Are children no longer made of Kryptonite?

After gathering with people in my MSW cohort up in East Harlem to prep for the licensing exam, I ended up at a restaurant with them, drinking sangria. Maybe it was the alcohol, I don’t know, but when we walked out of the restaurant, there was a little boy, maybe three years old, standing on the sidewalk, and I approached him.

I approached him.

It’s difficult to describe to people who have never struggled with infertility what happens to the babies and children of the world when you have a miscarriage. I will try to describe it now: It is as if you are Superman and babies and children are suddenly made of Kryptonite. You cannot touch them. You can’t even go near them. Their little hands and fingers, their round eyes and pouty lips, their ridiculously adorable clothing, their laughter and tears, the way they say things like: “Mama, I love you, and you love  me!” with sheer delight—all of that cripples you utterly and takes your powers away. So you stay away. You don’t look, you don’t touch, you try your damnedest not to hear, and you certainly don’t approach.

Except last Saturday I did approach. I knelt down and said hello. The little boy’s father was busy with their three-legged dog, and the boy seemed quiet and pensive, as if he were studying the way his tiny sneakers looked against the bright white sidewalk.

“Hi,” I said. “How are you doing?”

Perhaps inappropriately, I reached out and brushed his brown curls away from his forehead. I felt the warmth of his little head. For some reason, I did not burst into tears, but continued smiling.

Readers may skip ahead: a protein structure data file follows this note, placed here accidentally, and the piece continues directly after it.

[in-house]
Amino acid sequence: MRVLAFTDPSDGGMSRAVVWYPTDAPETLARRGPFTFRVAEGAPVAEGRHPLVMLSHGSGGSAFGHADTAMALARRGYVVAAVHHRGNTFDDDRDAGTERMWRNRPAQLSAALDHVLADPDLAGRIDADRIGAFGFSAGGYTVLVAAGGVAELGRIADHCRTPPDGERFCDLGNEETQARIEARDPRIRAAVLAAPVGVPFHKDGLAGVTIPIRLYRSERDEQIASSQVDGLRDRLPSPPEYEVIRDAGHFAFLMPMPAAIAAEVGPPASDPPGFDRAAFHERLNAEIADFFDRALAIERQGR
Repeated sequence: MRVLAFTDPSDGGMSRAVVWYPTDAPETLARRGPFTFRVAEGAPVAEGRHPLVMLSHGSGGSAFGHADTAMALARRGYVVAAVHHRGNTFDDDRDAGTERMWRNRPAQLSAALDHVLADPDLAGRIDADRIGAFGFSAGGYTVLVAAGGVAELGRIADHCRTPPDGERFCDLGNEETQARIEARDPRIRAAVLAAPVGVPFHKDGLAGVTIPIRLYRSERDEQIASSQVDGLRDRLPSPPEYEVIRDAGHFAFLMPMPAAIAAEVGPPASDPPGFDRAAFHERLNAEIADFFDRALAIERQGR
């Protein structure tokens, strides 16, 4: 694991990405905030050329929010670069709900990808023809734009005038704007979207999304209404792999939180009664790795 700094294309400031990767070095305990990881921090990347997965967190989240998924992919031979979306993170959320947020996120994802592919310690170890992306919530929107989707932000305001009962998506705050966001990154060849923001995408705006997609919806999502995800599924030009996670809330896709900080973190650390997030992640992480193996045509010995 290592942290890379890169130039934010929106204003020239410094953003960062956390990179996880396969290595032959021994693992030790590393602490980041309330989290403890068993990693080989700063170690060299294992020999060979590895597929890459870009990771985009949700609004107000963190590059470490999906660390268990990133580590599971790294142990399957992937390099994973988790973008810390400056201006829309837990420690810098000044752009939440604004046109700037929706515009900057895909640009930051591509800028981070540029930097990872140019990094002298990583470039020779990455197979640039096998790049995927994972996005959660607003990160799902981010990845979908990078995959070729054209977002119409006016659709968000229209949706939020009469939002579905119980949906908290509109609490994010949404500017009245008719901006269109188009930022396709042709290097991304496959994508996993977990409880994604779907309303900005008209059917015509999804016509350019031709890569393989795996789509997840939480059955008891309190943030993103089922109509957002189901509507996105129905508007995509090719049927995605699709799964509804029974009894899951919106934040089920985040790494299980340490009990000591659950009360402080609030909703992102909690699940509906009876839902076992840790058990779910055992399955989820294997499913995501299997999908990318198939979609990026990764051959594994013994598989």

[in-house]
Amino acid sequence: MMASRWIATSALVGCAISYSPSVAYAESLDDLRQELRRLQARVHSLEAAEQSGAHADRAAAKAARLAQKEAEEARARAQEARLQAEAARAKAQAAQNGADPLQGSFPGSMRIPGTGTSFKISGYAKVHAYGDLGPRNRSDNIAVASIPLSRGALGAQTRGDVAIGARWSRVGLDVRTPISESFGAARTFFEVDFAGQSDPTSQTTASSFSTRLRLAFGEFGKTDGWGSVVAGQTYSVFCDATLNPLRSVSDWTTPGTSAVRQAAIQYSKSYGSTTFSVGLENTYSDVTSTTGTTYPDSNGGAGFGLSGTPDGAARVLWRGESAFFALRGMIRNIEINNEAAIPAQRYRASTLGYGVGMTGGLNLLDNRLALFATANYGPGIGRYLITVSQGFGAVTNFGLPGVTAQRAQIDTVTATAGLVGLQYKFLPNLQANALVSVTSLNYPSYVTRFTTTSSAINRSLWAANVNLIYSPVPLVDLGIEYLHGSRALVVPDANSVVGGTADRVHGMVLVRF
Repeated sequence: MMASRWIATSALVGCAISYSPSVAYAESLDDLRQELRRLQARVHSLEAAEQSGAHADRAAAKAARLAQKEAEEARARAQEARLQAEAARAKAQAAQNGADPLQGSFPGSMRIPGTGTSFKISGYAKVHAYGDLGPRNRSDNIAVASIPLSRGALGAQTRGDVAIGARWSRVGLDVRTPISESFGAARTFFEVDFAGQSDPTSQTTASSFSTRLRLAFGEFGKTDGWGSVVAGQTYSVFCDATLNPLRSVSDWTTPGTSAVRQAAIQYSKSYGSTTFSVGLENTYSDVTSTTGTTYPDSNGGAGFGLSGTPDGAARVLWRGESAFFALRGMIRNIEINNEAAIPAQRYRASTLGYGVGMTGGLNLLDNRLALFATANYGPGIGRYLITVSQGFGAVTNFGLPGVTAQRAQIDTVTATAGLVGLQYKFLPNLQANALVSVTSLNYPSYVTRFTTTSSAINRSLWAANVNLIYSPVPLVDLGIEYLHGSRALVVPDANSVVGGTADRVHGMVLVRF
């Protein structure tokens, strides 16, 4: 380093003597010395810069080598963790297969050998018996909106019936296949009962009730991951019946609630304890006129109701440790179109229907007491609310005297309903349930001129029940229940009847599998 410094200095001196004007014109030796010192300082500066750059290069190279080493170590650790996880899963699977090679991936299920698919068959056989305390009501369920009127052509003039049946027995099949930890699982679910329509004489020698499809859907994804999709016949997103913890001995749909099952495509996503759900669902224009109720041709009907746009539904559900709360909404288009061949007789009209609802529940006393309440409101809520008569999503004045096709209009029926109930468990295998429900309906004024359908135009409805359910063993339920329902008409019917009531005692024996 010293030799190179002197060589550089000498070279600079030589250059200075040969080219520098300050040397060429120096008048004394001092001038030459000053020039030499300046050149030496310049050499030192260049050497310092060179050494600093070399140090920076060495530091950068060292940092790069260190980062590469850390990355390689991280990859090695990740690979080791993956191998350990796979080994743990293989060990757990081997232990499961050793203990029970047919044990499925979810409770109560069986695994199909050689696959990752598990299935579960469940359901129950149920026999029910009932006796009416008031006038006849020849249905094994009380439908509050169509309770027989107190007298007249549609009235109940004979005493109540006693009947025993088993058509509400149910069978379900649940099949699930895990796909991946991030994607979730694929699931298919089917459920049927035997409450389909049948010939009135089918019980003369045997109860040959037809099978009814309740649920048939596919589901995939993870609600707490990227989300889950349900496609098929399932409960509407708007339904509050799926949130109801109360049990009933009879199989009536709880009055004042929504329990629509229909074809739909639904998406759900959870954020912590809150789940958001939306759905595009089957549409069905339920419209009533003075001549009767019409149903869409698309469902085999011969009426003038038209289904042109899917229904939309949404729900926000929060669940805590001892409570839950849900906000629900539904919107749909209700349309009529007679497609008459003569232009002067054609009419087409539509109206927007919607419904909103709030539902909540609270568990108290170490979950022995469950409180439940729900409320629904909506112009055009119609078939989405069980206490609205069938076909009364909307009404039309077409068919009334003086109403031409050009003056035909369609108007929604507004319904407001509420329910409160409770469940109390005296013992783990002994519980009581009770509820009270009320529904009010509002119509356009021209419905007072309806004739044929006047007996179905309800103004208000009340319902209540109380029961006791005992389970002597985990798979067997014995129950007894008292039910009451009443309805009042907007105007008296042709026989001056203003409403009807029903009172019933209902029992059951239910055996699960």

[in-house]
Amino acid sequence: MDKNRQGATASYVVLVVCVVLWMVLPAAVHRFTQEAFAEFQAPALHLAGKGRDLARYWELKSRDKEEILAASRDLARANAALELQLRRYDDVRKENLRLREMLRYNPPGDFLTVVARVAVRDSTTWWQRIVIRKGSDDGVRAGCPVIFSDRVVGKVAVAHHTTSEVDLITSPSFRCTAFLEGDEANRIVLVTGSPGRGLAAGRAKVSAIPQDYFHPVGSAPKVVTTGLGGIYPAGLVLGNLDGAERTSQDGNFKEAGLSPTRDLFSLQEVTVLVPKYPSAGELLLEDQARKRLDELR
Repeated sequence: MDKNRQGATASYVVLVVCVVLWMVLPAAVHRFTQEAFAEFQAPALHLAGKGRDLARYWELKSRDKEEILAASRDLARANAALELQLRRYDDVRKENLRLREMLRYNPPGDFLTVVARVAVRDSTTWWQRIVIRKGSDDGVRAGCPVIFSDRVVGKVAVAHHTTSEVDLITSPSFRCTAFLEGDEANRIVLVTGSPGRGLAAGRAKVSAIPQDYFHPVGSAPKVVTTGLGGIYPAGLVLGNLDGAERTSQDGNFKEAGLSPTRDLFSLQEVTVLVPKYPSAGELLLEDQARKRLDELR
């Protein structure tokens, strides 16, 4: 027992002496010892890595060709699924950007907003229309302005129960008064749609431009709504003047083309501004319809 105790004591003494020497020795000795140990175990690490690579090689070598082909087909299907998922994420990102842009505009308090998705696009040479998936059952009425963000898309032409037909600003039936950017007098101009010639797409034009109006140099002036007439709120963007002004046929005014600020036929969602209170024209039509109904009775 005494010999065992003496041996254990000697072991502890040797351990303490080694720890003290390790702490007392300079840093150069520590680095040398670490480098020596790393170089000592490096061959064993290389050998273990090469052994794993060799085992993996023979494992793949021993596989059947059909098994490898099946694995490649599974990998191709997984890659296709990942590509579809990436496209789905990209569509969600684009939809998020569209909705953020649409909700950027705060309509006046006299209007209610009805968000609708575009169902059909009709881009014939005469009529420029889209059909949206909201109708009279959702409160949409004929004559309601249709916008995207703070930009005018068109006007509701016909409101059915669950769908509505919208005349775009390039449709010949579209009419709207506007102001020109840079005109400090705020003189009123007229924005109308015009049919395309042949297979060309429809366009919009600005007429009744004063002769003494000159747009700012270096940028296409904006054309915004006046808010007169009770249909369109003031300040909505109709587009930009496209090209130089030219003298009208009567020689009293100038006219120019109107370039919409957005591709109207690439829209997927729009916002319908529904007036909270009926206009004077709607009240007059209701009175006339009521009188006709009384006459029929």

“Um, you totally just pet that kid,” said one of my friends–one who knows what I’m going through–and she swung her arm around me.

I didn’t say anything. I was pleasantly stunned by what I had just done.

On the 6 train home, another little person, this one a five-year-old girl, sat right beside me with her mother. Because I looked up at her and smiled—instead of hunching over and turning my face away from her–she demanded to know what I was doing in my notebook.

“I’m drawing,” I said. “Do you like to draw?”

“Yeah.”

“You want to draw in here?”

Turned out she did. She drew three circles, just like the ones I had drawn.

“Those are circles,” she instructed me. “And I’m Tamia.”

I wrote her name above her drawing, and when my stop came, we said goodbye.

I hope I don’t allow the babies and children to turn back into Kryptonite again anytime soon. I used to be the kind of person who interacted with babies and children everywhere I went. Strangers’ kids used to follow me around in the park. There was a kind of magnetism between us. A friend once told me, “You’re not just good with children–you’re freaking gifted.” How strange it has been to be intermittently cut off from that part of myself during this past year.

I want it back.

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